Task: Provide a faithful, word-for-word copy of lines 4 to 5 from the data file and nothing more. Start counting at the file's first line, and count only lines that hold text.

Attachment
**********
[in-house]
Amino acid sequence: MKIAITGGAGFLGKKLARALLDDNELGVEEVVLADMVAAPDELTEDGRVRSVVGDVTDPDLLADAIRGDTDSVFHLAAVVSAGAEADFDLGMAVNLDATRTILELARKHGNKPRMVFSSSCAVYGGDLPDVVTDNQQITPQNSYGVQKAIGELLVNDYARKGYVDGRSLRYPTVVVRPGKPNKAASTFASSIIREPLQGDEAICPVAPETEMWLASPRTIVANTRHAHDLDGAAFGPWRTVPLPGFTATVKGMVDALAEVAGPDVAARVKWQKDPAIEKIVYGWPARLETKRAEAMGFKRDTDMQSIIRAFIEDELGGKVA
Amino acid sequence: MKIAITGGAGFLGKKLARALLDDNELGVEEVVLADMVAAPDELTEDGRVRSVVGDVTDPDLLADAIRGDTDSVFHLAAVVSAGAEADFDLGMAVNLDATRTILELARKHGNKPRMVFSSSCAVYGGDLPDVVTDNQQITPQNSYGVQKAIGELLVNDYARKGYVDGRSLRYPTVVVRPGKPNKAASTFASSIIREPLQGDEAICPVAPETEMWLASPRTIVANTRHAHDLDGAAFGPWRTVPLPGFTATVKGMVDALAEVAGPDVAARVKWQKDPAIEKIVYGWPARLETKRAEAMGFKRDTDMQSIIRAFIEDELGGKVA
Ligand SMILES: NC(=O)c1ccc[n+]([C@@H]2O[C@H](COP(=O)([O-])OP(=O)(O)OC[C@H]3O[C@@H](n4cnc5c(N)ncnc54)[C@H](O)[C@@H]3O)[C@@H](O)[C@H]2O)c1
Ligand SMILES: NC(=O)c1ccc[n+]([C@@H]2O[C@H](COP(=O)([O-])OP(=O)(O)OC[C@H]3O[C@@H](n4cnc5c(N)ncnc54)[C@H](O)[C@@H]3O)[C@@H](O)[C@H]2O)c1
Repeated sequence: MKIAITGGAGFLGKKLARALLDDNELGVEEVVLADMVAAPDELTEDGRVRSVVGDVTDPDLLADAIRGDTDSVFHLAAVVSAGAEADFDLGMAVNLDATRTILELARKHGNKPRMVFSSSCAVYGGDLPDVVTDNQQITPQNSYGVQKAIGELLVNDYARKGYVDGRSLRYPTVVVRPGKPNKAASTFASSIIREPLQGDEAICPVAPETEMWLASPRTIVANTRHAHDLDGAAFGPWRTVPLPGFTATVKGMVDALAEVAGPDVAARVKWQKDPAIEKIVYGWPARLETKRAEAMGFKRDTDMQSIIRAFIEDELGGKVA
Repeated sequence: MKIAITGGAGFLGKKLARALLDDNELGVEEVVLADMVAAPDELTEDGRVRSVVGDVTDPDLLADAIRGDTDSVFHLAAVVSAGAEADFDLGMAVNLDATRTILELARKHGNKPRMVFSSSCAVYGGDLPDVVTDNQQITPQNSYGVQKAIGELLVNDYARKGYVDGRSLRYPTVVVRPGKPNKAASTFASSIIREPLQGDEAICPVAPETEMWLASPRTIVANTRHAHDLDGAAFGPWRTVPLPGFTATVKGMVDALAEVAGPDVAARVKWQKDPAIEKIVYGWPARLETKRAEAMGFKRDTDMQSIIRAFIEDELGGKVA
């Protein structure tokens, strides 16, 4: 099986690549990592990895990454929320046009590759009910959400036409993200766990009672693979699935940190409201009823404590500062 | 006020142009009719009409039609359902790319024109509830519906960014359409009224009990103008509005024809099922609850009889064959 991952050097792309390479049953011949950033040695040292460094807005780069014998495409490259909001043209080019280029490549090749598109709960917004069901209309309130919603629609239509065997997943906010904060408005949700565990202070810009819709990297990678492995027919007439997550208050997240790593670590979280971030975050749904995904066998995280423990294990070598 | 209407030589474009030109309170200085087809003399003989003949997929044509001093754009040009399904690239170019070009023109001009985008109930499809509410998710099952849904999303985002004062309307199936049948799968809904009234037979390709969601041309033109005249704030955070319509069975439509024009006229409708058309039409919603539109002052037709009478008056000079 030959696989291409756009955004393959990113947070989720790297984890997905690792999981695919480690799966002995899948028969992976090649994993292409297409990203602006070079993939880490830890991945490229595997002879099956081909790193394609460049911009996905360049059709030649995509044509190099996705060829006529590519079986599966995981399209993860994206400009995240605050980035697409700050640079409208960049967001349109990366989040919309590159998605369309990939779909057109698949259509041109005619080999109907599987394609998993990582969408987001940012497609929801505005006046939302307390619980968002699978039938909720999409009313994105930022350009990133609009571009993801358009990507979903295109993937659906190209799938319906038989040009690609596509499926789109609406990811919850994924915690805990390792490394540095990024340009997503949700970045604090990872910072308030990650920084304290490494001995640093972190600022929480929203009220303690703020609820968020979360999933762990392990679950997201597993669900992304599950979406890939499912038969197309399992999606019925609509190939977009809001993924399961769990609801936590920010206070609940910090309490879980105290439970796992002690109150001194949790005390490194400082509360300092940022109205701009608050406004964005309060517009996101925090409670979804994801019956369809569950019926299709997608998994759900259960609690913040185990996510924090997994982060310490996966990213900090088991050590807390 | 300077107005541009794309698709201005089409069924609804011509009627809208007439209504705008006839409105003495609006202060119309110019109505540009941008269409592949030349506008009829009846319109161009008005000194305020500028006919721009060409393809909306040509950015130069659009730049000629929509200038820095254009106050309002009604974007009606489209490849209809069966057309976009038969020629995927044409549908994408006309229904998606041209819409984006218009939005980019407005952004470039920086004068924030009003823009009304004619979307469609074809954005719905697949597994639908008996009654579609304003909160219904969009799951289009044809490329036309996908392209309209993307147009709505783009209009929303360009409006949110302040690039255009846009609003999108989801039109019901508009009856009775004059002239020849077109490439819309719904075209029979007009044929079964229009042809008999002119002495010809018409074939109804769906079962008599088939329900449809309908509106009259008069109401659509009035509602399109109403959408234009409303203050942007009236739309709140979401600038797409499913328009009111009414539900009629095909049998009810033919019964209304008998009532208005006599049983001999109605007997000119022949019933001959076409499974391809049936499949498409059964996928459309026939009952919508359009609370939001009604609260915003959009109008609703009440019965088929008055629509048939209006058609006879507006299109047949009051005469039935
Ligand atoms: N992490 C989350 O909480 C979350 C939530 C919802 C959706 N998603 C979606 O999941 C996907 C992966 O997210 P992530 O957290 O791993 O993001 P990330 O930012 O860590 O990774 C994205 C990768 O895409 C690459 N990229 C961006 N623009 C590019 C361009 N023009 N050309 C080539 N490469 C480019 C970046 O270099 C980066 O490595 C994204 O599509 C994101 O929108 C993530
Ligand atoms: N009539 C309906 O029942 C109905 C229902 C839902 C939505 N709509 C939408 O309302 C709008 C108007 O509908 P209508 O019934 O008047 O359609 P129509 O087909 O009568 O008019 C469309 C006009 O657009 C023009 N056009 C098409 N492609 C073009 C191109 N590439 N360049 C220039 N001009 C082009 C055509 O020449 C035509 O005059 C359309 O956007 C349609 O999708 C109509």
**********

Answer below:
Ligand SMILES: NC(=O)c1ccc[n+]([C@@H]2O[C@H](COP(=O)([O-])OP(=O)(O)OC[C@H]3O[C@@H](n4cnc5c(N)ncnc54)[C@H](O)[C@@H]3O)[C@@H](O)[C@H]2O)c1
Ligand SMILES: NC(=O)c1ccc[n+]([C@@H]2O[C@H](COP(=O)([O-])OP(=O)(O)OC[C@H]3O[C@@H](n4cnc5c(N)ncnc54)[C@H](O)[C@@H]3O)[C@@H](O)[C@H]2O)c1